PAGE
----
Okay, so you’ve probably heard a few songs by The Cars, right? “My Best Friend’s Girl”? “Just What I Needed”? Maybe even “Let’s Go” or the super duper hit “Drive.” Drive by The Cars. Heh Heh HEH.
The Cars were an amazing pop band led by the super tight pop smarts of Ric Ocasek and featuring the amazingly underrated lead work of Elliot Easton. Ocasek was a solid rhythm guitarist who could compose a great pop song in his sleep.
However, when you think of The Cars, do you think of the ultra clever lyrics? Or the blazing guitar solos? Maybe you think of Ric’s detached vocals or ugly mug crooning out backing vocals for “Drive”?
You probably do. I know that I do. But the thing that stands out the most for me and which always brings me back to The Cars is the keyboard work of Greg Hawkes.
Hawkes was probably the most talented member of the group, instrumentally: he was not only a great keyboard player but he could also play bass, a little guitar, some drums and even saxophone. He later recorded an album of all ukelele covers of Beatles tunes with the uke taking up every single instrument part.
Mostly, however, Hawkes was a master of weird keyboard textures, layering his synths creatively and creating independent melodies and counter melodies that almost always served as the song’s main hook.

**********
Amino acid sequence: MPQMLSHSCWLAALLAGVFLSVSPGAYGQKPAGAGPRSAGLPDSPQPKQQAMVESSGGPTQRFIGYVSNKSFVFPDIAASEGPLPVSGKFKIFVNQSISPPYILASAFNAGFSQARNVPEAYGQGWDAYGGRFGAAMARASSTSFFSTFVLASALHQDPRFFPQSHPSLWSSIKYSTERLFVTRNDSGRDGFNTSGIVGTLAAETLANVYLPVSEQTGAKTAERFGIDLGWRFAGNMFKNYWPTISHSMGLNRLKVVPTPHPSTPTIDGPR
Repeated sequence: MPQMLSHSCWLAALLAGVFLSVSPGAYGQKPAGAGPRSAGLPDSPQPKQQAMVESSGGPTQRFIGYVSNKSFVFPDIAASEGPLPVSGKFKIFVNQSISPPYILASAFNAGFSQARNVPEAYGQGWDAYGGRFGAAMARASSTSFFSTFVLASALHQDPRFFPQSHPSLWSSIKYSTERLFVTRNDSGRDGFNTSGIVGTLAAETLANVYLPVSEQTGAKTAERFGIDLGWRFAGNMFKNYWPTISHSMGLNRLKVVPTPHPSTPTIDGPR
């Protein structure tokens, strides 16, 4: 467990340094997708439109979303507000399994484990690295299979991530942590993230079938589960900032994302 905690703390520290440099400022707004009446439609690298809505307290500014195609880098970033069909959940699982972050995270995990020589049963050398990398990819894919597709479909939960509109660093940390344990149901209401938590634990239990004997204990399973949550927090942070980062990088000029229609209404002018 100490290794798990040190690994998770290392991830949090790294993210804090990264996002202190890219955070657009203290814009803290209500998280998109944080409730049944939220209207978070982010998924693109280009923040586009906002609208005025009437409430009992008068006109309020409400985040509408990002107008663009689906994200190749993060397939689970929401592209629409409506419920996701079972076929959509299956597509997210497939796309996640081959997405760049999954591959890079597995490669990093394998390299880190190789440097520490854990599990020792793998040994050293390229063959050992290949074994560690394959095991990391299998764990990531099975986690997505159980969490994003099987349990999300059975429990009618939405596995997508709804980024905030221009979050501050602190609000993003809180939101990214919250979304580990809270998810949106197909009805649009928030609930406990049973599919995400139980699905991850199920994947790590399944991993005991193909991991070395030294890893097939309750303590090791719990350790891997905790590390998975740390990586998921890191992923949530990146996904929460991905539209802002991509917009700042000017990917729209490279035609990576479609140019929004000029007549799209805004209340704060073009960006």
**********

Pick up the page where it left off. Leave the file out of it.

For example, sing “Let’s Go” in your head. Right now. Did you sing the vocal melody or the rhythm guitar part? Or did you start singing “bow bow bow…bow buh bow bow”? Of course you did! That weird little keyboard melody is a perfect hook and it combines with the tight melodies and harmonies of Ocasek to create an unforgettable tune.
Maybe every single note Hawkes played was dictated to him by Ocasek: I’ve never heard any Ocasek solo albums and couldn’t really tell you. However, listening to this 1983 solo album (released at the height of Cars mania (which didn’t exist)) I get the distinct feeling that Hawkes had a lot more to do with the keyboards parts and general arrangement than most people realize.
Basically, this sounds exactly like the Cars but with almost no vocals and a lot more keyboards. Hawkes plays every instrument on the album (except for a brief flute part by his wife, Elaine). Instruments include thousands of keyboards, some rhythm guitar and programmed drums.